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Page:Catholic Encyclopedia, volume 10.djvu/802

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Viiluat ion of railroads biiiigSl27 4,011,325. The means of communication is almost exclusively by railroads, of which there are 6105 miles in operation.









Barley, rj'e, and cane


Poullr>- products

Dair>' proflucts

Minor crops, beets, fruit, etc. .


169,179.137 bushels 50,313,600 „ 59,653,479 „ 6,900,269 tons 1,971.770 „

J,048,450 !,659,174 i,861,000 ),2S8,812 i,661,140 1,513,.530 i,375,812 J,179,177 8,796.977 ),096,977 ?,732,436 3,743,600 1,650.000


Education' .-vnd Religion. — Educational facili- ties are exceptionally good. The State University, founded 15 February, 1869, enjoys a high reputation as an institute of learning, especially in all technical branches of science. The professors and teaching staff number 2,50 persons, with an attendance of 3611 students. The appropriation for actual expenses for the two years ending 31 March, 1911, amounts to SI, 238,000. There are 6930 public schools, of which 103 are normal training high schools. The total ex- penditure for schools for year ending 13 July, 1908, was §6,416,342. Of this amount, $4,032,610, was di- vided in salaries among 10,355 teachers. Catholic education is well provided for. Besides Creighton University, there are one college for boys, fifteen con- vent boarding schools for girls, and, including some district schools, practically Catholic, there are one hundred and four parochial schools with an attend- ance of 10,714 pupils. Of these, nine are accredited to the State University, and three are recognized by the state for normal training work. Of non-Catholic educational institutions, the principal are: Wesleyan University (Methodist), and Cotner University (Christian), both near Lincoln; Bellevue College (Presbyterian) near Omaha; Doane College (Congre- gational) at Crete; Brownell College (Episcopalian) at Omaha. Other institutions under state control in- clude one penitentiary, one reform school, two indus- trial homes, three insane asylums, one Home for the Friendless, one institute for the feeble-minded, one hospital for crippled and deformed children, one insti- tute for the blind, one for the deaf and dumb, two homes for soldiers and sailors. Catholic institutions include four hospitals (Omaha, Lincoln, Columbus, and Grand Upland), managed by the Sisters of St. Francis; two orphan asylums, containing 210 in- mates; a reformatory for women, managed by the Sis- ters of the Good Shepherd; one Industrial and Re- form school. The Methodists and Presbyterians have each a hospital at Omaha.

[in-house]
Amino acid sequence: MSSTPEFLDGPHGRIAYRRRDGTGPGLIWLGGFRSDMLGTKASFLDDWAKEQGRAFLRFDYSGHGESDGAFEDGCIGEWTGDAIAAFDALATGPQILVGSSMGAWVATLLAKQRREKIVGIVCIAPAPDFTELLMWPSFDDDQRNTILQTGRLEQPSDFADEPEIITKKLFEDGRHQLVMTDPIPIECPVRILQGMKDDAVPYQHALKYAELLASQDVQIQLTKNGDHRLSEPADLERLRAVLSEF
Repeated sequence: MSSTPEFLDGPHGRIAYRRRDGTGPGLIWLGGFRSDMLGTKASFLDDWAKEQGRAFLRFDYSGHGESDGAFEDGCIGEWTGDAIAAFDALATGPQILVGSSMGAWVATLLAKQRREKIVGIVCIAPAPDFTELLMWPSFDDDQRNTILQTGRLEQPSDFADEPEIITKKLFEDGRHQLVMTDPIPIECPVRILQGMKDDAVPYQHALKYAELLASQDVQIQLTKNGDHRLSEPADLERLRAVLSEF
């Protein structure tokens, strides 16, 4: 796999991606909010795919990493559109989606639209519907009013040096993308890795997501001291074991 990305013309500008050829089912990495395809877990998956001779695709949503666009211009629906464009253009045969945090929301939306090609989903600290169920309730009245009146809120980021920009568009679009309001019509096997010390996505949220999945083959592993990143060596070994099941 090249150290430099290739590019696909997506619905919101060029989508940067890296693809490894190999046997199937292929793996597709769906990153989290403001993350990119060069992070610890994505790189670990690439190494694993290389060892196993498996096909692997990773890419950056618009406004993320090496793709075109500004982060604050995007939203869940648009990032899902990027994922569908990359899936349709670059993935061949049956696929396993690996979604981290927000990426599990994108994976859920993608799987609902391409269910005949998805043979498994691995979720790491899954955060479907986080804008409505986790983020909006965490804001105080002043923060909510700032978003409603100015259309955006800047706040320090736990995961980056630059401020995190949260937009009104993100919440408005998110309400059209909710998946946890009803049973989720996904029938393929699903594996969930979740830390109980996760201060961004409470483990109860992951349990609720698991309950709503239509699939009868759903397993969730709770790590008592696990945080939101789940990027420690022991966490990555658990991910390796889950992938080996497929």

The Constitution of Nebraska guarantees complete freedom of worship and equal rights to men of every creed, but recognition is given to the pre-eminence of Christianity. While there is no law specially directed against bla-sphemy, there is a statute against profanity which imposes a fine of twenty-five cents for each of- fence on all over fourteen years who profanely swear by the name of God, .Jesus Christ, or the Holy Ghcst (.sec. 242, Proc. Crim. Code Neb.). The observance of Sunday by abstention from all unnecessary labour is enforced by state and local ordinances with rea.son- able strictness, an exemption being made in favour of those who, by a precept of their religion, observe the seventh instead of the first day of the week. Oaths are administered by raising the right haml and calling God to witness; where conscientious convictions inter-, an affirmation can be made instead. Both houses of the legislature are opened with pnayer by a chaplain, appointed to hold office during the ses- Bion. Statutory law exeruDts the priest from revealing

communications made imder seal of the confessional without the con.sent of the informant (sec. 328, Civil Code, Neb.). Christmas Day is the only re- ligious lioliday recognized as such by law.